-Details about pickup and delivery locations – For example, is it a residence or a garage? Is there a loading dock with a forklift?
-Date – The date of pickup must be on the paperwork.
-Description of item(s) – Give all the make and model information. The more detail you can provide beyond a generic classification like “engine,” the less likely your cargo will be subject to a re-weigh or re-classification.
-Packaging type – Container used for shipment.
–NMFC code – Freight classes impact the cost of the shipment. Freight class is based on weight, dimensions, density, ease of handling, value, and liability.
-Hazardous material safety data sheet – This document must be with the BOL when shipping hazardous materials such as engines.
-Labeling – The law requires Caution labels on each container containing HAZMAT. During transit, hazmat labels notify handlers throughout the delivery of the product’s danger level in the container.
The (BOL) Bill of Landing is a carrier requirement for shipments. The BOL is paperwork with important information about shipping costs and transportation. Ensure it is 100% accurate before providing it to the carrier so there are no issues that can cause an adjustment to your billing. The cost for your bill is something you always want to remain the same and not need adjustments
Avoid Billing Adjustments When Transporting a Motor or Engine
There are many ways to avoid carriers applying additional costs. If you keep your engine on a loading dock or curbside and ensure destination drop-off is one of those, your price shall not rise. Another way is to make sure not to have the pickup or delivery be at a residential or limited access location. When one of those is your starting and end locations, you may use a terminal as an alternative for pickup and drop-off. FreightCenter is very happy to assist with these. We ask that you always do your best to pay attention to all your shipment details to avoid billing adjustments.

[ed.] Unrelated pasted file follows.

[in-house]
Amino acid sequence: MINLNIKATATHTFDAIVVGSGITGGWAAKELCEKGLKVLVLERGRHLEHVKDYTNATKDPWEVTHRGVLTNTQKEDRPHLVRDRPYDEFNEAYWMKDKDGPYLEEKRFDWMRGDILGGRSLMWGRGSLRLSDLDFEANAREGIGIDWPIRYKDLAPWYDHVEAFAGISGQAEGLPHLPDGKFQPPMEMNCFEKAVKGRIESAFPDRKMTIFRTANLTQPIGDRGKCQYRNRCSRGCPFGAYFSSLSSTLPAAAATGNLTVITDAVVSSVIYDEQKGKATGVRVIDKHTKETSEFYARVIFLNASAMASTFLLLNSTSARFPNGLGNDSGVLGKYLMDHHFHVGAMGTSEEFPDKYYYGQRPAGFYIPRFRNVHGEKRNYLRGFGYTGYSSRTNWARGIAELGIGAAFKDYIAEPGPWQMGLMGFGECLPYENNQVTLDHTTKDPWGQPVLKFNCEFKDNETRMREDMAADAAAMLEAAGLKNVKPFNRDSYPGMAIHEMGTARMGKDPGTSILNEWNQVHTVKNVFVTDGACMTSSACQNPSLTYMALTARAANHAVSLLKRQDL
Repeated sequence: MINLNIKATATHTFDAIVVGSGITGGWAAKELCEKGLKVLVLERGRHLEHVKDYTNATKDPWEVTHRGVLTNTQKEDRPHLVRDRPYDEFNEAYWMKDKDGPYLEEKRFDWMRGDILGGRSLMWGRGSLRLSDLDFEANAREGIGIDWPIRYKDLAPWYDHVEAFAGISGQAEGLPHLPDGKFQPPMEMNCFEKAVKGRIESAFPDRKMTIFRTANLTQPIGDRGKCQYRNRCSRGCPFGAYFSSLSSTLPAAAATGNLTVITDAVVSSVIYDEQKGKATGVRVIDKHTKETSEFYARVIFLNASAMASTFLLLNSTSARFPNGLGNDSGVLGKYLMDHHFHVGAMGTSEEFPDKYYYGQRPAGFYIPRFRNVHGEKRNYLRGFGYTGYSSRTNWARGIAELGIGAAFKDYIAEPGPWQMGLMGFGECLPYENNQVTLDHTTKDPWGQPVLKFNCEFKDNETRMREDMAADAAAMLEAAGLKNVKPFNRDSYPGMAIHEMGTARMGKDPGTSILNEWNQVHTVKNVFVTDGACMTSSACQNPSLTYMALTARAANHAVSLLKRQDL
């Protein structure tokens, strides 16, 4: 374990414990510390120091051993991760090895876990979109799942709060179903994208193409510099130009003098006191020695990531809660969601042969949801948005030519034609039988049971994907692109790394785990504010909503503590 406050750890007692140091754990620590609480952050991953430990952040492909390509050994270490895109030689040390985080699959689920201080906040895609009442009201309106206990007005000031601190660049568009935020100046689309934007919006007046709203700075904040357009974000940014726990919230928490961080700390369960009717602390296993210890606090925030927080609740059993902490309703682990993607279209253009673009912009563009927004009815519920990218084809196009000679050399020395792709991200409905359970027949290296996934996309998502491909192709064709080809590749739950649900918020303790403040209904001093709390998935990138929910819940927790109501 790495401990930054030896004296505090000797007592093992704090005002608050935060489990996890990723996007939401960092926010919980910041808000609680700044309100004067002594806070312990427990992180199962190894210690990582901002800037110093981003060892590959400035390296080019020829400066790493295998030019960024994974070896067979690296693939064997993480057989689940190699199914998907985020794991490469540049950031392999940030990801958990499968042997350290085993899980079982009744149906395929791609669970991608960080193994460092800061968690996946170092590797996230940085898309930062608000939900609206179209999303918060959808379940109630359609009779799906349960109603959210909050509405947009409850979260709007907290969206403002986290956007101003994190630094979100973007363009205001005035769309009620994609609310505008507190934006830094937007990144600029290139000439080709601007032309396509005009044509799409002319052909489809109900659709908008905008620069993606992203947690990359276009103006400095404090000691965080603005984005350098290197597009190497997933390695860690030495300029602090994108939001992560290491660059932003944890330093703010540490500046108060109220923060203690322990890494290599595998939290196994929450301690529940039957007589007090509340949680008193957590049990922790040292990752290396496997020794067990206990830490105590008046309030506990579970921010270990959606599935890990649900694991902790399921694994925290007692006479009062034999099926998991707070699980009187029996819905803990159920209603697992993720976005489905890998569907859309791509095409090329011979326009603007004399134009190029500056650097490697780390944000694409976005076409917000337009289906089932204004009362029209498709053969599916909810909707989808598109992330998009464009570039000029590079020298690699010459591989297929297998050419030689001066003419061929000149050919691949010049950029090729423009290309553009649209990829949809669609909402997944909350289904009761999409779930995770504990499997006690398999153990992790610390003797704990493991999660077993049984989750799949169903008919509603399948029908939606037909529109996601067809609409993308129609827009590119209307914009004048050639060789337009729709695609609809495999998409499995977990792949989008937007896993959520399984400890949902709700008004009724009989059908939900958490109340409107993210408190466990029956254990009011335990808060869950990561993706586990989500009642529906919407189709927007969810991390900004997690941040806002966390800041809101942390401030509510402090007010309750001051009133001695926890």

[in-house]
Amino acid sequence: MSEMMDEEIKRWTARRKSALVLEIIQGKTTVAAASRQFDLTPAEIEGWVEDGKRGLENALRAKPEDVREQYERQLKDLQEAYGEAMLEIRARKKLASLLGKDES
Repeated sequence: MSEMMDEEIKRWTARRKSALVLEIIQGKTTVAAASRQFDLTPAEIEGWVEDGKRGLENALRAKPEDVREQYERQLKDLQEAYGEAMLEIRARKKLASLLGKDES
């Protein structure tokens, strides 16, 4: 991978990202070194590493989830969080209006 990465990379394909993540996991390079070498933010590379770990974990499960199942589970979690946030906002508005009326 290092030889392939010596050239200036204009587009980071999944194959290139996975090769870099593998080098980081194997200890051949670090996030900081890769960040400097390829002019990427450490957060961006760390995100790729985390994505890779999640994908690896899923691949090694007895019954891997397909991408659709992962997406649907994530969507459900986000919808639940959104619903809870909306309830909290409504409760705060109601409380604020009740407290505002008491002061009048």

FreightCenter has shipped thousands of engines over the past 20 years. Our team of experienced freight agents can help you navigate the specifics of your engine shipment and help you ensure you cover all necessary steps. Start today by using our free freight quote tool. This allows shippers to find the best rate by analyzing all available freight carriers, LTL carriers, and shipping routes. What would be needed are the postal codes of both the pickup and drop locations. In addition, the facility types of each site, along with the dimensions of your shipment. You shall be able to compare LTL rates and get the best one possible for your shipment. FreightCenter is happy to assist in breaking down/reaching all of your shipment options. If you need assistance with shipping your freight, call us at 800.716.7608.
Compare Engine Shipping Carriers
Shop for engine shipping rates from multiple carriers using our instant rate quote tool. Some carriers offer cheaper rates in specific areas or services. FreightCenter will help you find a suitable carrier for your engine shipment.
Proper Engine Packaging
Package your engine properly by crating it and securing it to a standard pallet. If scratches and dents are a concern, your freight should be enclosed and uncrushable.
When your freight arrives, check immediately for any damage during transportation. Over the road, rides can be rough on improperly packaged goods.
Use Freight Terminals
Take your crated or palletized engine to the carrier terminal to save on travel’s first and last leg. Use the terminal-to-terminal services to save on accessorial charges and extra fees.
When quoting, give the most accurate weight possible (total shipping weight must include packaging).
Drain all liquids – including water – before shipping to avoid delay, damage, and additional charges.
Engine Shipping faqs:
How would I ship an engine?
How do I prepare my engine for shipping?
How long does it take to ship an engine?
What is the difference between an engine and a motor?
People use them interchangeably. However, engines run on combustion, and motors run on electricity. The engine converts various forms of fuels into mechanical force, while the motor transforms electrical energy into mechanical energy.